This year, for most businesses, customer service underwent urgent and unexpected changes. For the first time many embraced work-at-home (WAH) as a necessary component in their model.
Now, as we look towards 2021 and the potential for service agents to return to the office, businesses must consider what their customer support model will look like, taking into account learnings from this year.
Let’s take a closer look at the options
Businesses may wish to return to a purely in-centre operation as soon as they are able. However, they will need to adapt things to accommodate new rules and regulations such as social distancing.
This means more space per person is needed than previously allocated, leading to a reduction in site capacity. Also, more care is needed around regular cleaning and congregating in communal areas will need to be managed.
In 2021, virtual WAH will function largely the same as it has this year. Agents will continue to work from their own homes, with the equipment they need to perform their role.
While previously used by only a small proportion of businesses, many more now consider WAH as a long-term need, having experienced success during the last nine months or so.
- Hub & Spoke
Whereas the WAH model discussed above means that agents can be located virtually anywhere in the world, the hub and spoke model relies on employees being located within a commuting radius of the physical site.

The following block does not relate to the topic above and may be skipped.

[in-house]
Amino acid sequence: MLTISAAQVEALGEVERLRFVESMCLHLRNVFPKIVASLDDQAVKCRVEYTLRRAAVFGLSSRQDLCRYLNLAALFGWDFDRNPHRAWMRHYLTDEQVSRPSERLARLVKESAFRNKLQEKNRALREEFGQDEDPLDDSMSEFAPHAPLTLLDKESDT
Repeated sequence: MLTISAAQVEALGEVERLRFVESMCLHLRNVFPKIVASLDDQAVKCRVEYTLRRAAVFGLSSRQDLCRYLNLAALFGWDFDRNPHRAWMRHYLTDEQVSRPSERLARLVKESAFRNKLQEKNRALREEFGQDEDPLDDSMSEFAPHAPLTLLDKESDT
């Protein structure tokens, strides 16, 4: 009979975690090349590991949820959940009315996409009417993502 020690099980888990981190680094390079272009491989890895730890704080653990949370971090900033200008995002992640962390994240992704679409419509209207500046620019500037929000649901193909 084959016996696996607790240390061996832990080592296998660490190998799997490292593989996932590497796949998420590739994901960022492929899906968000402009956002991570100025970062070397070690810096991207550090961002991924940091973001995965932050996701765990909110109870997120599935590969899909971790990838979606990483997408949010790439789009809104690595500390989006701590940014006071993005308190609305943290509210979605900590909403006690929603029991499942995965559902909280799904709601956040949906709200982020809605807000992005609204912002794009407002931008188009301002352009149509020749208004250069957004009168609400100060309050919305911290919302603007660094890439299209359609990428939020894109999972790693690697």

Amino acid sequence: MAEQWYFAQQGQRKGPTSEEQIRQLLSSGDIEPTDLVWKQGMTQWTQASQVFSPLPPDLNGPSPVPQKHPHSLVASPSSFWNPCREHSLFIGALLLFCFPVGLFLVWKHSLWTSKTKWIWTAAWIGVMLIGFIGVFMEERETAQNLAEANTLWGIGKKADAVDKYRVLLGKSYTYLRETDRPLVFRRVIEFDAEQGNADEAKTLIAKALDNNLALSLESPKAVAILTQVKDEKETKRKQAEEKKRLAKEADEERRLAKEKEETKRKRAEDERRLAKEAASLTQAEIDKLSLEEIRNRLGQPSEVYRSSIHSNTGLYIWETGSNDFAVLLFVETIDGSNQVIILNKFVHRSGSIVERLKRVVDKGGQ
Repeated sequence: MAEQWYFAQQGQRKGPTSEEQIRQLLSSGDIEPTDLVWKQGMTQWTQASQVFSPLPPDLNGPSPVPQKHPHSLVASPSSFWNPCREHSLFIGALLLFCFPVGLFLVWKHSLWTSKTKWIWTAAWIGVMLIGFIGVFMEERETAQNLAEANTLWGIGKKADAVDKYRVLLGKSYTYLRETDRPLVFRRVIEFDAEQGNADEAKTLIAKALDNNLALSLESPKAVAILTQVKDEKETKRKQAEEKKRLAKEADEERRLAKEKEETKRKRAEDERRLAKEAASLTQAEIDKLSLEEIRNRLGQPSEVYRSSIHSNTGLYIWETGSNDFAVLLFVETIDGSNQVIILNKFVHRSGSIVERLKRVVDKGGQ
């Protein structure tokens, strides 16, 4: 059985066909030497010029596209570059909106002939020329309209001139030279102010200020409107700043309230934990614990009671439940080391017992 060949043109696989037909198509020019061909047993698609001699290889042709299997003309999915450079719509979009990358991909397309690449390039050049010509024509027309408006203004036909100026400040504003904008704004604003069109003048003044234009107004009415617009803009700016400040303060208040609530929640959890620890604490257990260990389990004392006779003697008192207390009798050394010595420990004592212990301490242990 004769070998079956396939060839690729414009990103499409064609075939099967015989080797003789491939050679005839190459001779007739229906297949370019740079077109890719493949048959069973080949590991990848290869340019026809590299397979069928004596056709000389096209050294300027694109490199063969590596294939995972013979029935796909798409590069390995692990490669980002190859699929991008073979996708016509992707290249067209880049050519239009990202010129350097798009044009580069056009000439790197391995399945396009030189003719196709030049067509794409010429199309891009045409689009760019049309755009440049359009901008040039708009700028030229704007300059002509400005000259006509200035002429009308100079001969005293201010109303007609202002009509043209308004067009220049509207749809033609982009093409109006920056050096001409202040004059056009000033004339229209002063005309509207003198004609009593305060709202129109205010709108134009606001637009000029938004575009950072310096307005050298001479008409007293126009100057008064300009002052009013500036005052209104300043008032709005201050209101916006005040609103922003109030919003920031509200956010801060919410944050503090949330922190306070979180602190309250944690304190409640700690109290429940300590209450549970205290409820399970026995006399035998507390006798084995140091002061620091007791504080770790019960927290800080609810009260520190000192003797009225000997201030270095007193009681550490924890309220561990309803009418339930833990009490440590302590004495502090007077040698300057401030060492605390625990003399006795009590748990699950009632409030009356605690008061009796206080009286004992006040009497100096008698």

This allows them to come into the centre for recruitment, training, and other specific events, while performing their job remotely.
In this model, part of the team is permanently based at home, while the rest is permanently based in-centre. This adds flexibility to conventional in-centre working, builds on the experience of a tenured in-centre team and provides a contingency if the building can’t be accessed for some reason.
This model is similar to hub and spoke in that agents will be located within a commutable radius of the building. However, rather than working from home full time and coming on site only occasionally, with the hybrid model they work from home for part of the week, and in-centre for the rest.
When planning for customer service in 2021 and beyond, businesses must carefully consider the needs of three key stakeholder groups; the business, agents and customers.
Although some remain committed to a conventional in-centre approach, the majority have experienced the WAH model in 2020 and will continue to use it in their customer service teams, to some extent, in 2021. This will allow them to embrace the benefits of a home-based set-up while also ensuring continuity should anything happen to prevent use of their physical space. They will quickly be able to adapt.